They have been able to demonstrate nine times that they can carry out a sortie and get away, and on all of those occasions the air force has not been able to neutralize them,” Athas said. The air force has been embarassed and frustrated by its inability to stop the propeller-drive two-seater planes despite vastly superior supersonic jets and radar.
The military has said it believes the Tigers’ air wing, which debuted in March 2007 with a bombing run on the military air base inside Colombo’s international airport, consists of three Czech-made Zlin-143 aircraft.
The last raid was in September, when the military said it had shot down one of the planes after it attacked a military base in Vavuniya, near the frontlines. The Tigers denied that and no evidence has ever been made public by either side.
Political leaders of Tamil Nadu, including Chief Minister Kalaignar M. Karunanidhi, condemned Monday Sri Lanka Army (SLA) Chief Lt. Gen. Sarath Fonseka for his derogatory comments on Tamil Nadu leaders in an interview to a Sri Lankan state-owned newspaper on Sunday. Vaiko, the General Secretary of the MDMK has announced a protest in front of the Sri Lankan Deputy High Commission in Chennai on December 10 demanding unconditional apology from the Sri Lankan Commander-in-Chief Mahinda Rajapaksa and the Army Chief Sarath Fonseka to the latter’s astonishing remarks in the Sunday Observer newspaper.
“If Sri Lanka fails to extend apology, the Indian Central government should expel the Sri Lankan High Commissioner from India,” Mr. Vaiko has demanded.
The Sri Lankan army chief had labeled Tamil Nadu leaders who were seeking a ceasefire in Sri Lanka as ‘political jokers’ and accused them of being ‘corrupt’.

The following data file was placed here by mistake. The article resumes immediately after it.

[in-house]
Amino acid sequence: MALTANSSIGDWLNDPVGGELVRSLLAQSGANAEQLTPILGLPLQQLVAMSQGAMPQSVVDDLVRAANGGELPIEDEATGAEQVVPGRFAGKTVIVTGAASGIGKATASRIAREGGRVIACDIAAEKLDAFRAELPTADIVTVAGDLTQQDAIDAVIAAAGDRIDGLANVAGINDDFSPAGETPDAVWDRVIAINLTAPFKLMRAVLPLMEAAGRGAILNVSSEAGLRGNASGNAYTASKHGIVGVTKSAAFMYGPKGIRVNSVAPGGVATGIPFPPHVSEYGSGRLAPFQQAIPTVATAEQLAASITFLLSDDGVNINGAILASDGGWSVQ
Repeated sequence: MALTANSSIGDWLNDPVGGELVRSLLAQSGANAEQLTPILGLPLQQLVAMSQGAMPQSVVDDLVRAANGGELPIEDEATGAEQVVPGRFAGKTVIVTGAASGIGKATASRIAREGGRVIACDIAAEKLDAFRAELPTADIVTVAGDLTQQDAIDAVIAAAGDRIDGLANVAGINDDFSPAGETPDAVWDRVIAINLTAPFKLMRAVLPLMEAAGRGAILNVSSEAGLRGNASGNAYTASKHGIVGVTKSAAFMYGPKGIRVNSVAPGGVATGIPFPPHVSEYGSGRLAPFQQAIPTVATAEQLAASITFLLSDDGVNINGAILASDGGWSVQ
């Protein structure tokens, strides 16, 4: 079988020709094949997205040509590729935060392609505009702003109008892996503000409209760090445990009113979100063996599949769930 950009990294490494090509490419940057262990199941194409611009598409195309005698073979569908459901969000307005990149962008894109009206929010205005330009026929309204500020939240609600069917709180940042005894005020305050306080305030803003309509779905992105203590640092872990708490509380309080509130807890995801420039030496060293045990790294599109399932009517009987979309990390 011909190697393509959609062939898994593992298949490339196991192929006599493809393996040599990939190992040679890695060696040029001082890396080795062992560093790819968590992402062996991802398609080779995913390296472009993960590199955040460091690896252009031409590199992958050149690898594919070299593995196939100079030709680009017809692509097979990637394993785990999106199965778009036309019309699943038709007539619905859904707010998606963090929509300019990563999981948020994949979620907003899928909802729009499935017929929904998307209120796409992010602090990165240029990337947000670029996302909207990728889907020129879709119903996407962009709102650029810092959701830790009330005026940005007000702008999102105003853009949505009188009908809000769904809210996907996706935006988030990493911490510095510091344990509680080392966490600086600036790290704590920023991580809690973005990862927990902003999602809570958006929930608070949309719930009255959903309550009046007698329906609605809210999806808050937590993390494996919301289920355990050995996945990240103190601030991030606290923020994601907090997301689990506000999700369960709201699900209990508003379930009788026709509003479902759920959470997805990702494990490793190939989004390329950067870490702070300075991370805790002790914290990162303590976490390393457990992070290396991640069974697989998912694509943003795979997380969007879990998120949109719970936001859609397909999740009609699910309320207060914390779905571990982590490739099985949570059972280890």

Fonseka’s comments follow an all party delegation to New Delhi headed by Tamil Nadu Chief Minister Muthuvel Karunanidhi seeking a ceasefire in Sri Lanka.
Fonseka had expressed confidence that the Indian government “is not interested in a ceasefire in Sri Lanka” as it has listed the LTTE as a terrorist organisation and added that the Indian Government would never influence Sri Lanka to restore the ceasefire with the LTTE and it would not listen to the “political jokers” of Tamil Nadu whose “survival depends on the LTTE”.
When asked by the newspaper reporter about allegations of Sri Lankan security forces’ disregard for civilian casualties, Fonseka replied: “These allegations are made only by the corrupt politicians in Tamil Nadu who have been bribed by the LTTE. Though they are very much aware that the civilians are not getting killed in any of these military operations they try to utter some words on behalf of the LTTE as their survival depends on the LTTE.”
“This is the time for them to realise the truth. And they should also realise their attempts to save the LTTE would not be successful as the LTTE is on the brink of extinction. Most importantly, they should realise that LTTE is an internal problem of Sri Lanka and need to honour the sovereignty of Sri Lanka.”
Warning that the LTTE’s separate state ideology is a “threat” to India, the Sri Lankan Army chief said: “If you consider the overall thing, the LTTE’s separate state ideology is a threat to India, because this ideology will spread in Tamil Nadu too. It is now proved by Tamil Nadu by staging protests against the Indian government and seeking help to take the side of the LTTE”.
This is not the first time for the SLA commander to come up with such remarks. In an interview to Canada’s National Post in September this year, Sarath Fonseka had said he “strongly believed that Sri Lanka belongs to Sinhalese,” and that the other communities “must not try to, under the pretext of being a minority, demand undue things.”
The SLA commander or his C-in-C failed to extend a public apology despite his comments had drawn protest from many political quarters.